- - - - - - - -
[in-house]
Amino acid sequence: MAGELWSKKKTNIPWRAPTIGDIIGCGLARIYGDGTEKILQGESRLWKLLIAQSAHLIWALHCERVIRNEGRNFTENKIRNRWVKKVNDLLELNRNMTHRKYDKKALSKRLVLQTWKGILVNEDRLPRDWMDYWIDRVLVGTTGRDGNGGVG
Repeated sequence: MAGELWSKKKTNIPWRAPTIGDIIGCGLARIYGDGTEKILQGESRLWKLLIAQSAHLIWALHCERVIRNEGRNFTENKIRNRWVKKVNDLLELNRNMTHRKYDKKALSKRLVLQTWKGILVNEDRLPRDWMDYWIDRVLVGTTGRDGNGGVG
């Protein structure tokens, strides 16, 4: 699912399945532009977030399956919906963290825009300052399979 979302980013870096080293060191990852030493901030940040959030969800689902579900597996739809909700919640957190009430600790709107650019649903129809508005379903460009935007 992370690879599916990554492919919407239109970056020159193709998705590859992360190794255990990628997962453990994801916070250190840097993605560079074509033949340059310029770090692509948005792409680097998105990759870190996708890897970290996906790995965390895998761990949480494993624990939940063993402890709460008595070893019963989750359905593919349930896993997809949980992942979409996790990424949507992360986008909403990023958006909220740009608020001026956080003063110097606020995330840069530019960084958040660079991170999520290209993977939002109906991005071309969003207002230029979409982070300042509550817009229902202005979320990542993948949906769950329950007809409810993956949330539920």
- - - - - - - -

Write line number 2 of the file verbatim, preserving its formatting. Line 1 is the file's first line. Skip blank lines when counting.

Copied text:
Amino acid sequence: MAGELWSKKKTNIPWRAPTIGDIIGCGLARIYGDGTEKILQGESRLWKLLIAQSAHLIWALHCERVIRNEGRNFTENKIRNRWVKKVNDLLELNRNMTHRKYDKKALSKRLVLQTWKGILVNEDRLPRDWMDYWIDRVLVGTTGRDGNGGVG